Alan Rusbridger - Editor, The Guardian

November
1985 In November 1985 I was, for a brief period, an honorary member of
the royal rat pack, what Harry Arnold used to describe with pride as
"La crème de la scum". For a week we followed Charles and Diana around
Melbourne and its outlying towns. That translated into endless hours
being flown and bussed around the state of Victoria in order to be
herded behind barricades observing – at some distance – their royal
highnesses snip numberless pieces of ribbon.

My colleagues for
the week included Arnold, James Whitaker, Arthur Edwards, Andrew Morton
and other legends of the royal beat. I remember one day that involved
four coach journeys and two flights for the privilege of seven minutes
watching the royal couple visit a wild game reserve.

At the end of the day we held an impromptu meeting to discuss which of two possible angles we would all go on.

Angle one was the fact that Diana had appeared at a formal dinner with bronze gel on her legs rather than stockings.

Angle
two was that Diana's off-the-shoulder dress revealed two mosquito bites
on her right shoulder blade. At this distance in time I forget which
one we went for.

I was an early enthusiast for gadgets and was
travelling with a Tandy 100 – a primitive portable word processor
powered by four AA batteries. If you hooked it up to a phone using
rubber cups (known erotically as 'acoustic couplers')n you could file a
1,000-word story in about six minutes – significantly faster than going
on to Copy. But before you could do that, you had to set up a packet
switch account with the Australian telephone authorities (which took at
least half a day) and remember a piece of code only marginally shorter
than the genome sequence of a nematode worm. It was pioneer stuff, but
I wasn't sure it was going to catch on.

November 1995 I'd been
editor for just over 10 months and my feet had almost begun to touch
the ground. Occasionally. It was a busy month, with the assassination
of Rabin, the execution of Ken Saro Wiwa and Diana's startling Panorama
interview. Once again I found myself writing about the royal family –
though this time it was an editorial the morning after the night
before, a period marked by Nicholas Soames's noble spinning to the
effect that the Princess was barmy. My desk diary from 10 years ago
shows that, in one week, I lunched Stephen Dorrell, then a rising star
of the Tory wets; Lord Gowrie, then running the Arts Council; and
Stewart Steven, then (I think) still running the Evening Standard. The
lunch with Stewart was at the Savoy Grill (his choice). He was
extremely kindly, smoked a large cigar and told me never, ever, ever to
compromise on editorial budgets.

The Tandy 100 had gone into
retirement. On my desk in the office was a monster screen hooked up to
an ATEX system, which was as un-WYSIWYG as you can get.

Communication
with the outside world via the system was virtually impossible, though
it was possible, for the first time, to message each other by using the
first five letters of their surname. With some people it's stuck ever
since. Richard Norton Taylor, our distinguished security editor, will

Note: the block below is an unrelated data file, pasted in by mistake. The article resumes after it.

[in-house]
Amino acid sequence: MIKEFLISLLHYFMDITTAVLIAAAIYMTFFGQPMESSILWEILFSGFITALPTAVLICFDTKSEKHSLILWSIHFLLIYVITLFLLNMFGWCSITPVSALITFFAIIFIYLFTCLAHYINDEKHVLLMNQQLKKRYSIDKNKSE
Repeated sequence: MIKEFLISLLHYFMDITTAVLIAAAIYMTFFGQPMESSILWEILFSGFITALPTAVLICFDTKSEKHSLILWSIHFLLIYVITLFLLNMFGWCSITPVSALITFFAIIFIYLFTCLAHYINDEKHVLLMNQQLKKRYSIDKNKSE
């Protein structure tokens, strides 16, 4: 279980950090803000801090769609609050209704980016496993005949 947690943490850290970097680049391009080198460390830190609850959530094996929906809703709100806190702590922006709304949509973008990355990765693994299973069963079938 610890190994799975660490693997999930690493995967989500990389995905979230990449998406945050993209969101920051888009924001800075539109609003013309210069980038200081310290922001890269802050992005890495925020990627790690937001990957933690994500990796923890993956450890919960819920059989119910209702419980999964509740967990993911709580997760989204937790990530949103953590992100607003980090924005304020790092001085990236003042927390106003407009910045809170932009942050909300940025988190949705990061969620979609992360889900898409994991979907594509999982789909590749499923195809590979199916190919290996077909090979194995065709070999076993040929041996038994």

forever be known in the office as Norto.

November 2005 I've been
editor for just over 10 years and the truth is beginning to dawn that,
in this job, your feet never touch the ground. Every time you fool
yourself into thinking you're on top of the job it jumps up and bites
you. I like the advice of George Bernard Shaw: "A daily paper should
have at least three editors, each having one day on and two days off.
At present the papers are 20 years behind the times because the editors
are recluses. Lighthouse keepers with wireless sets know far more of
what is going on in the world."

In fact, after several months of
virtual Berliner reclusion, I have finally managed to start meeting
people other than editing colleagues, printers and designers.
Admittedly, many of them are lawyers. Every time you fool yourself that
the libel laws are becoming more sensible, reality mugs you. The latest
gambit of claimant lawyers is to track down every website and blog in
the world which may have mentioned a particular allegation – and then
charge you for the privilege (bargain rates – no more than £420 to £800
an hour).

Nice work if you can get it.

In the last 10 days
I have been out of the office to speak to some sixth formers (a
sprinkling of newspaper readers among hordes of webbies). I've
succeeded in getting to the theatre to see Mike Leigh's play, complete
with Guardian product placement. I have managed a day of thinking about
the future (web, not newspapers) with colleagues. And I have even
managed two days off – and a game of golf (my first since mid-May). I
can report that The Guardian's editor and operations director managed
to relieve the advertising director and head of financial planning of
£20 after a (moderately) friendly four ball.

In my golf bag I
have the latest gadgetry – a mobile phone and a BlackBerry. During
occasional lulls in play I can keep up with email – or that was the
theory. In practice, the BlackBerry decided to go on strike, leaving me
mail-less for all of three and a half hours. Most normal people would
treasure the rare communications black-out. Me, I got cold turkey
around the 90-minute mark and phoned the office twice to see if they
could repair it at their end.

From Tandy to BlackBerry in 20 years – and this is what it's done to me. Is it too late to become a lighthouse keeper?

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